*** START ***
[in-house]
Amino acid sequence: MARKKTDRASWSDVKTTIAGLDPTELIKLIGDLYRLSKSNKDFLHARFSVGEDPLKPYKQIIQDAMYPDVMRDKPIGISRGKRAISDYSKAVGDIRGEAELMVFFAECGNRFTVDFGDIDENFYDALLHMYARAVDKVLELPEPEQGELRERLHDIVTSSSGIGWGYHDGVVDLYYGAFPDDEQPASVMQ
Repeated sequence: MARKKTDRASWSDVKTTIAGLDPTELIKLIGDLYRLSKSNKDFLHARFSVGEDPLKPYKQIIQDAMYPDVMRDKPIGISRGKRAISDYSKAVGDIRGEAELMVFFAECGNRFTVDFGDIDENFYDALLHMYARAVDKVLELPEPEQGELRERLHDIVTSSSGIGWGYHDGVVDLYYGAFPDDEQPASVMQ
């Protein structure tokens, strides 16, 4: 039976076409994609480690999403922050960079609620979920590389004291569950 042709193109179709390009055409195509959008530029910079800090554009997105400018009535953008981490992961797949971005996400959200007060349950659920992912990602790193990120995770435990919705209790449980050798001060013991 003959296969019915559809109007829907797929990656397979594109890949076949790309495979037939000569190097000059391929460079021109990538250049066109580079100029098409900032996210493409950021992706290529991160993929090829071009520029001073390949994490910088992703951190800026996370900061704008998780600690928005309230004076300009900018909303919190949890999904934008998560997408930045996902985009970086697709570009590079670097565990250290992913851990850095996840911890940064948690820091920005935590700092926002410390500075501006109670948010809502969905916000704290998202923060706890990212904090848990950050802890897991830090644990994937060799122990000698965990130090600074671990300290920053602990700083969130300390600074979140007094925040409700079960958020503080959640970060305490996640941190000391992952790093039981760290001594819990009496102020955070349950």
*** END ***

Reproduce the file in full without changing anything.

[in-house]
Amino acid sequence: MARKKTDRASWSDVKTTIAGLDPTELIKLIGDLYRLSKSNKDFLHARFSVGEDPLKPYKQIIQDAMYPDVMRDKPIGISRGKRAISDYSKAVGDIRGEAELMVFFAECGNRFTVDFGDIDENFYDALLHMYARAVDKVLELPEPEQGELRERLHDIVTSSSGIGWGYHDGVVDLYYGAFPDDEQPASVMQ
Repeated sequence: MARKKTDRASWSDVKTTIAGLDPTELIKLIGDLYRLSKSNKDFLHARFSVGEDPLKPYKQIIQDAMYPDVMRDKPIGISRGKRAISDYSKAVGDIRGEAELMVFFAECGNRFTVDFGDIDENFYDALLHMYARAVDKVLELPEPEQGELRERLHDIVTSSSGIGWGYHDGVVDLYYGAFPDDEQPASVMQ
């Protein structure tokens, strides 16, 4: 039976076409994609480690999403922050960079609620979920590389004291569950 042709193109179709390009055409195509959008530029910079800090554009997105400018009535953008981490992961797949971005996400959200007060349950659920992912990602790193990120995770435990919705209790449980050798001060013991 003959296969019915559809109007829907797929990656397979594109890949076949790309495979037939000569190097000059391929460079021109990538250049066109580079100029098409900032996210493409950021992706290529991160993929090829071009520029001073390949994490910088992703951190800026996370900061704008998780600690928005309230004076300009900018909303919190949890999904934008998560997408930045996902985009970086697709570009590079670097565990250290992913851990850095996840911890940064948690820091920005935590700092926002410390500075501006109670948010809502969905916000704290998202923060706890990212904090848990950050802890897991830090644990994937060799122990000698965990130090600074671990300290920053602990700083969130300390600074979140007094925040409700079960958020503080959640970060305490996640941190000391992952790093039981760290001594819990009496102020955070349950």